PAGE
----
The main attraction, of course, is homecoming. Usually, the focus when Wesleyan is the opponent is on the festivities, rather than the game, which is in most years a foregone conclusion. This year is a different story. First, the Ephs will be looking for redemption after last year’s loss vs. Amherst, their first homecoming non-win (and hence, first time they haven’t enjoyed The Walk) since 1995 (!). Second, a potential NESCAC title is on the line — if Williams wins Saturday, they are guaranteed the title with a win vs. Amherst (and if Amherst loses to Trinity, they are guaranteed a share of the title even with a loss vs. Amherst). Third, and most intriguingly, is of course the return of former Eph head coach Mike Whalen, assistant coach Dan Dicenzo ’00, and quarterback Matt Coyne ’12. Needless to say, there will be no shortage of motivation for either side, in this one. Williams will be looking to show Whalen, Dicenzo, and Coyne just how big a mistake they made leaving the friendly confines of the purple valley. Coyne and Dicenzo, on the other hand, will be aiming to prove that, perhaps, their talents were not sufficiently appreciated in Williamstown. And a solid 4-2 Wesleyan squad will also receive plenty of help from Shea Dwyer ’10 (he’s a grad student), who is leading the nation in rushing. Looking to slow Dwyer down will be an Eph defense led by local legend Dylan Schultz ’11. Of course, all of the public pre-game talk from both sides will surely claim that this is “just another game,” among other sports cliches. It isn’t. Watch the game, for free, here.
Men’s soccer was stunned by Wesleyan last weekend, and is waiting to hear if it will receive an NCAA bid to continue its season.
It’s the weekend, so you know what that means. The incomparable Shea Dwyer ’10 broke the Wes single-season rushing record and became the first Cardinal to reach 1,000 career rushing yards with a 164-yard performance in a 41-7 Wes victory over Bowdoin on Saturday. Dwyer broke the millennium barrier with a 12-yard run with two minutes left in the third quarter (pictured) and now has 1,015 yards on the season. He entered the game as the leading rusher in the country (in all NCAA divisions) with a 170.2 yards-per-game average.
It was a great day all around for Wes, which posted its second-largest margin of victory ever against Bowdoin. The Wes defense had a pair of interceptions, two forced fumbles (both of which were recovered by Wes), and blocked a 26-yard field goal attempt. Wes finished the game with 531 total yards, and five different players found the end zone, including Kevin Hughes ’14 (photo inset), who had two TD catches, and Dwyer, who has a rushing TD in all six games this season.
Next up for Wes: a Little Three showdown at undefeated Williams, which marks the first return to the Purple Valley for head coach Mike Whalen ’83 and QB Matt Coyne ’12. Wes last won at Williams in 1984, but as we saw today, the Cards are no stranger to big wins in Williamstown…
(Photos by Brian Katten ’79)
Back in 2005, Wesleyan men’s soccer entered the NESCAC tournament as the seventh seed. Wes went on to crush Bowdoin 4-1 in the first round, then won at top-seeded Williams 1-0 and took down Amherst 3-2 to win its first NESCAC title. Fast forward to 2010, when the Cards are again seeded seventh. Wes traveled to Williams–which stood 11-1-2 on the season going into the game–for a first-round contest today and pulled off another upset for the ages, taking down the Ephs 2-1.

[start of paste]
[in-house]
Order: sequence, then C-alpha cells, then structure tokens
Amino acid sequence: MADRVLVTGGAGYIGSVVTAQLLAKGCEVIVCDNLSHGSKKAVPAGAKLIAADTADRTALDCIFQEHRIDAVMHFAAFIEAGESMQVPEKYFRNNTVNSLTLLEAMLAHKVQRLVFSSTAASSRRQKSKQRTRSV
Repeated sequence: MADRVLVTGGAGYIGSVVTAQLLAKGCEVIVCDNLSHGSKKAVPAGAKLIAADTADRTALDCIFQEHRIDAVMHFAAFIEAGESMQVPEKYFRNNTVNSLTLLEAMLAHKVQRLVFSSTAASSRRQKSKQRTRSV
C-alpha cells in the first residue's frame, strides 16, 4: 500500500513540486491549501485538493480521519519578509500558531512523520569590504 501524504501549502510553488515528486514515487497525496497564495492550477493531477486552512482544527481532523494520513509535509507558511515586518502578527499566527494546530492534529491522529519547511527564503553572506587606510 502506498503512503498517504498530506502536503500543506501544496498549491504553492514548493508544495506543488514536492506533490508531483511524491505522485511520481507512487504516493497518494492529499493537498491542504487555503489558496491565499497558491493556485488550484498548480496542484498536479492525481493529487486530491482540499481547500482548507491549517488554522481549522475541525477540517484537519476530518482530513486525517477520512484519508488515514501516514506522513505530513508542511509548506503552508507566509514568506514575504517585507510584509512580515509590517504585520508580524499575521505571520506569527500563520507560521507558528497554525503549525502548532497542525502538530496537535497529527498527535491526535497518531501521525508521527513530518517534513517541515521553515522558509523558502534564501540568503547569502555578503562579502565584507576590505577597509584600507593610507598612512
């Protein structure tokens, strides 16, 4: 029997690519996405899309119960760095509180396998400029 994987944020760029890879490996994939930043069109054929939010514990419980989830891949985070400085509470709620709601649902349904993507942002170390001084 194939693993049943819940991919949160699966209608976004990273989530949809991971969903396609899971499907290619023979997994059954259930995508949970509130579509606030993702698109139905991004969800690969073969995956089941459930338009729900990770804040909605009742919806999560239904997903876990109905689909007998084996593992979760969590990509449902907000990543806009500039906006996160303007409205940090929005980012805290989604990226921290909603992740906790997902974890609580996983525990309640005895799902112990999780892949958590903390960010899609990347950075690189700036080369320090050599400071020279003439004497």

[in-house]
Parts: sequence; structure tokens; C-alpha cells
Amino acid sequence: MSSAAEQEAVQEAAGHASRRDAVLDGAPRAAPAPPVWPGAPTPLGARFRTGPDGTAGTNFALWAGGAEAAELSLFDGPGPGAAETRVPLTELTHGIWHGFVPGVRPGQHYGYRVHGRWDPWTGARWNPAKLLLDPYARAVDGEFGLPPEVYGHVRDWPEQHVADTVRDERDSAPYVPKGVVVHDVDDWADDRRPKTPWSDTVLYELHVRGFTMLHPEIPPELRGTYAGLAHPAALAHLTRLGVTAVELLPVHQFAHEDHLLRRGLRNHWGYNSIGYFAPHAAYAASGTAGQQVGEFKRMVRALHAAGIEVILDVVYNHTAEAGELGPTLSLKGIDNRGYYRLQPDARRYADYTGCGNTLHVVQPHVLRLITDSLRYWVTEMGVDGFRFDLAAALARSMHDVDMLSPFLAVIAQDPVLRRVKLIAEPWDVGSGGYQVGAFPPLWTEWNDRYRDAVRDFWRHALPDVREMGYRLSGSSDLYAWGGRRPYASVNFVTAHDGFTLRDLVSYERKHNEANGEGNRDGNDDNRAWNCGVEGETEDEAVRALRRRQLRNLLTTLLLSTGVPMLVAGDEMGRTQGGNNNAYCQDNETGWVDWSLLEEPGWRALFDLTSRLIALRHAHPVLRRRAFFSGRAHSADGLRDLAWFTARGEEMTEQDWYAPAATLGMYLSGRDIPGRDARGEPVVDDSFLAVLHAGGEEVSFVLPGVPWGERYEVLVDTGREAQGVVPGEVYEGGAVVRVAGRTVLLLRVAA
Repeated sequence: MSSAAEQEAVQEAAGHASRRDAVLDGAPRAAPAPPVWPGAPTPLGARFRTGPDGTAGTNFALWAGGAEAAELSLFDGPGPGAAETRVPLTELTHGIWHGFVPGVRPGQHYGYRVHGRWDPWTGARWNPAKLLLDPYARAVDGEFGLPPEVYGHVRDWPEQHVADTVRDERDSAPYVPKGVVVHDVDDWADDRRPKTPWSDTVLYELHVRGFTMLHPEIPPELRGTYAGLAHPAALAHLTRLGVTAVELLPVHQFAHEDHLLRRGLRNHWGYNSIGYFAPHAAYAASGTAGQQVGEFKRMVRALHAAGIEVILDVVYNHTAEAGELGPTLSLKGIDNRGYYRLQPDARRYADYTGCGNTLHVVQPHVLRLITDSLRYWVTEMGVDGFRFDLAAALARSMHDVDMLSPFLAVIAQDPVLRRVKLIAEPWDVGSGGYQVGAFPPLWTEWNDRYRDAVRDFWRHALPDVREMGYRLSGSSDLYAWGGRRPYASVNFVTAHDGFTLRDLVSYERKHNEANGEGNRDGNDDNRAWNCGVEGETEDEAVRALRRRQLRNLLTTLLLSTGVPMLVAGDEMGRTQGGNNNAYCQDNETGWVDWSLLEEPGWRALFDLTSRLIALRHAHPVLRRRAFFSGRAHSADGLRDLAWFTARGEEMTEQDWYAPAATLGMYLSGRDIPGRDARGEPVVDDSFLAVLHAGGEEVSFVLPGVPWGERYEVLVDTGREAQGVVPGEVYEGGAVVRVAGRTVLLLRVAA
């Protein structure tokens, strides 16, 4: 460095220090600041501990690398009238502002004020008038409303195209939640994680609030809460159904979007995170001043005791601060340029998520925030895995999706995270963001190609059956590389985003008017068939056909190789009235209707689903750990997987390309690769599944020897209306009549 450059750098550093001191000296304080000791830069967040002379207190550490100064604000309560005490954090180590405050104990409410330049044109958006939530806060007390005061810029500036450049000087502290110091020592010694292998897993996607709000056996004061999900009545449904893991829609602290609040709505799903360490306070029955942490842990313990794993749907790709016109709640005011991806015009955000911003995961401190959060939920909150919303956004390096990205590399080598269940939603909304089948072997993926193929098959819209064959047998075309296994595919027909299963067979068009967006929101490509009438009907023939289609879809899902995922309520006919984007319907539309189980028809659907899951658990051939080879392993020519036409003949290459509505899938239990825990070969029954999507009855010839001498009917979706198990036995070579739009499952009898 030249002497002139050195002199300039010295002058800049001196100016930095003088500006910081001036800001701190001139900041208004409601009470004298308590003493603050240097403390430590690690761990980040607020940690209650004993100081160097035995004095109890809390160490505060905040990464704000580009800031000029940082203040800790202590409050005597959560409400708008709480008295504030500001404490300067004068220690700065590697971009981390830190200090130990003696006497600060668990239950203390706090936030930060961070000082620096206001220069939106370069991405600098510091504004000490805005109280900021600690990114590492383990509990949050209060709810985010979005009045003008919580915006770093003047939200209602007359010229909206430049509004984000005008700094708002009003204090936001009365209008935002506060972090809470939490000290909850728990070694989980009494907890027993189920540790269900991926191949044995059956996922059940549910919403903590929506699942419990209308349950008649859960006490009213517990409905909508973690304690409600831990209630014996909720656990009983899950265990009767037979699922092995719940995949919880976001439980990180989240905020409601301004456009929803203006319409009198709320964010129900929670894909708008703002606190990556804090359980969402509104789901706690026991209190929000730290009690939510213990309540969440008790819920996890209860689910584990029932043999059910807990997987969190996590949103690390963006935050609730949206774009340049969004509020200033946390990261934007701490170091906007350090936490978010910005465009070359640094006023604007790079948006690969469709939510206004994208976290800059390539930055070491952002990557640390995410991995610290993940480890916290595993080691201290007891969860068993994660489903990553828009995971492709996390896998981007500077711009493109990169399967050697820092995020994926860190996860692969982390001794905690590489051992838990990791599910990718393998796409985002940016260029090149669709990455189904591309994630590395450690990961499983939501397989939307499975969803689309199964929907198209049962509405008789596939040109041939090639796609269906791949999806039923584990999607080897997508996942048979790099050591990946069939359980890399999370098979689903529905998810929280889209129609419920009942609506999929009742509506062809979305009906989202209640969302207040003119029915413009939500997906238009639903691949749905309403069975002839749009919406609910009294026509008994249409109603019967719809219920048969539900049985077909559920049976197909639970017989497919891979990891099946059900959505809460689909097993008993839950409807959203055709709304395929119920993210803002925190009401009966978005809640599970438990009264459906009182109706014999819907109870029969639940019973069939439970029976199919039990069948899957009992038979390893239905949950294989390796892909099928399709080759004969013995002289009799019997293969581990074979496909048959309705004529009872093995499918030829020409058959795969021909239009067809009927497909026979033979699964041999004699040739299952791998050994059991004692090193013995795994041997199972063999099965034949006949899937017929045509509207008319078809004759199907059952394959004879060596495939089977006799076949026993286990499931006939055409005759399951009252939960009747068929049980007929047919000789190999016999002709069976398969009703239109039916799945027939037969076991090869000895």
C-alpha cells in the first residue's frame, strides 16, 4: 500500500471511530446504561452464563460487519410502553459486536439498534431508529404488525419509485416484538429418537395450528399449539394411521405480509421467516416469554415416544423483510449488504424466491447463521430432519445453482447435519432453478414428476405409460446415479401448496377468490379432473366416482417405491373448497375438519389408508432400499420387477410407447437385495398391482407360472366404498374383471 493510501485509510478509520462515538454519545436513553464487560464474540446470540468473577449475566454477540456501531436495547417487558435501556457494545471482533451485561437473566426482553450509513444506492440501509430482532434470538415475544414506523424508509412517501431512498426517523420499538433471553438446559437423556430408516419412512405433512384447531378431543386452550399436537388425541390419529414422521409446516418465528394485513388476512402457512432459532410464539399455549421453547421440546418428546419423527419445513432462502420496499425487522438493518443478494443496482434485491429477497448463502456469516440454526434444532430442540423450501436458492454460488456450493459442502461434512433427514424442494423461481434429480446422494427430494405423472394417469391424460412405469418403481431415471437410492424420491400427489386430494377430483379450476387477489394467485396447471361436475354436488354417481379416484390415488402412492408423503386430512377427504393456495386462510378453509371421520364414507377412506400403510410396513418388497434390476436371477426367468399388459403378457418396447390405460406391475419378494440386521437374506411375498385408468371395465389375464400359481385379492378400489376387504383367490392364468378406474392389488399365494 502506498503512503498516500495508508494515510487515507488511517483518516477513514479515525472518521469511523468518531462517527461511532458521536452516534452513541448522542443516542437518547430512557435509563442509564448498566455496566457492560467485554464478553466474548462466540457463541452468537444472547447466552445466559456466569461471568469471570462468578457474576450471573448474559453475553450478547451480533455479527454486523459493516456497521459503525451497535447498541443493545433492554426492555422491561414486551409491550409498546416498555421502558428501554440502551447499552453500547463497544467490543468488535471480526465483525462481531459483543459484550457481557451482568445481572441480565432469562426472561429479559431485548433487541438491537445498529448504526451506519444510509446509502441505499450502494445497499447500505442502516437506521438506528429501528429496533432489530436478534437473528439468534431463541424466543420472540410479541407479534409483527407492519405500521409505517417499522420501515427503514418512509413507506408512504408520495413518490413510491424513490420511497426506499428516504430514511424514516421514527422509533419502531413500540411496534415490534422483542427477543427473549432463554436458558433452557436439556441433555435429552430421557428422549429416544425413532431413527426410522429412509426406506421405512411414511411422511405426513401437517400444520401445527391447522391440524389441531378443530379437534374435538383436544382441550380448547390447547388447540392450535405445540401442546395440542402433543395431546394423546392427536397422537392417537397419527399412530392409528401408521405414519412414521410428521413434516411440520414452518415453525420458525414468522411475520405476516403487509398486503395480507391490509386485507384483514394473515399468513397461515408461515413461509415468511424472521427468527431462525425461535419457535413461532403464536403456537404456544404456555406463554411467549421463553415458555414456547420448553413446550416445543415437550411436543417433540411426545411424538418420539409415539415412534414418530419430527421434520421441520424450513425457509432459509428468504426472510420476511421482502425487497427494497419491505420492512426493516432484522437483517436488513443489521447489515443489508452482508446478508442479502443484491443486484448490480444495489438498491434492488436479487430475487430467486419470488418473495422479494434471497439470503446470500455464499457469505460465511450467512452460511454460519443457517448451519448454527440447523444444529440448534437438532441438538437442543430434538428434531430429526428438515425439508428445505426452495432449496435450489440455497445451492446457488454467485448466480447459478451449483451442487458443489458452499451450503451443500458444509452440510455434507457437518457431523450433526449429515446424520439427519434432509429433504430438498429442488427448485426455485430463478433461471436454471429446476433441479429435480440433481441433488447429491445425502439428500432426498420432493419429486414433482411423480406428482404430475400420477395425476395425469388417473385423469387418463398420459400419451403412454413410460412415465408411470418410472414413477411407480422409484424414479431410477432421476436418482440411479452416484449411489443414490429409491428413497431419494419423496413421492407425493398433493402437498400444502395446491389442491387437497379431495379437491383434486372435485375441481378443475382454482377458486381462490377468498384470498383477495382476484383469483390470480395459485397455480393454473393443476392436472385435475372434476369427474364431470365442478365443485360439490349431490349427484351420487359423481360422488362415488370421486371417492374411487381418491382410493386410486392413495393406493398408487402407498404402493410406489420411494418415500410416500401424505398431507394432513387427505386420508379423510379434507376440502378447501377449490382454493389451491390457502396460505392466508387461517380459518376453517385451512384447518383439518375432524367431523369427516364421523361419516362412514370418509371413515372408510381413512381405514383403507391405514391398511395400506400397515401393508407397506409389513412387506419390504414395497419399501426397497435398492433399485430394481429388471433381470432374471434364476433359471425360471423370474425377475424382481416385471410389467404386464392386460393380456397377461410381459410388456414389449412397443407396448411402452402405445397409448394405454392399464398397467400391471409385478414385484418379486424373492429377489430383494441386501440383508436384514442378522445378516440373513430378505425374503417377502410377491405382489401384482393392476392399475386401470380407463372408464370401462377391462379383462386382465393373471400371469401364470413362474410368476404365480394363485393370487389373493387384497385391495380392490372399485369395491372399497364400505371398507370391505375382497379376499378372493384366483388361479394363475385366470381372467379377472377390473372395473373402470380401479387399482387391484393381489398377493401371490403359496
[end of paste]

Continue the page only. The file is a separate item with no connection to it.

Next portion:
Williams jumped on the board first when a Wesleyan midfielder inadvertently knocked the ball into the Wesleyan net (interestingly, Williams beat Middlebury last fall to win the NESCAC title in the exact same fashion), but Wes tied the game with 7:38 left thanks to Zach Dixon ’12. That set the stage for Walter Rodriguez’s ’13 (right photo) overtime heroics. Rodriguez found the back of the net 4:23 into overtime to make Wesleyan a 2-1 winner and send the Cards into the NESCAC semifinals. Their semifinal opponent? None other than Bowdoin.
Wes made it into the tournament thanks to Steve Paresi ’12 (left photo), who had the game-winner against Conn. College on Friday. With Wes needing a win to make it into the tournament, Paresi scored midway through the second overtime period to give Wesleyan a 3-2 win and keep the Cards undefeated against the Camels under head coach Geoff Wheeler (12-0-0, dating back to 1999).
Wes takes on Bowdoin this Saturday at 11:00, and the game will likely be webcast. Keep it going, boys!
(Photos courtesy Peter Stein ’84.)
With all this talk about rankings and all the fire that for-profit schools have come under recently, Gawker decided to try and rank the ‘real’ colleges whose students have amassed the most debt. They took total debt, which made bigger schools come out on top, giving NYU a not-so-surprising win.
But what about Wesleyan? What about debt per student, which is probably a better measure in the first place? We’ve always know that Wesleyan is an expensive place to go to, with one of the highest tuitions and comprehensive costs in the nation, but let’s take a look at the debt burden it places on the students. The “Median Federal Debt for Those Entering Repayment” for Wesleyan was $11,384.
Yes, Wesleyan’s $11,384 median looks meager compared to NYU’s behemoth of $28,649 (which isn’t even the highest). But what about comparable institutions? Our Little Three ‘frenemies’ Williams and Amherst have nearly identical medians at about $7,700 (are they even distinguishable schools anymore?), over $3,500 less than us. Nearby Connecticut College, however, has a similar if higher load. Vassar, who we seem to be compared to a lot, is also essentially similar to us in Median Federal Debt. Our “Estimated Repayment Rate” is lower than any of our peers though.
The source information comes from the US Department of Education’s ED.gov, which has other useful information. Click here for the relevant statistics directly from them. Click here for Gawker’s Top Ten Universities for Student Debt.
Sorry for the awfully Argus-y post.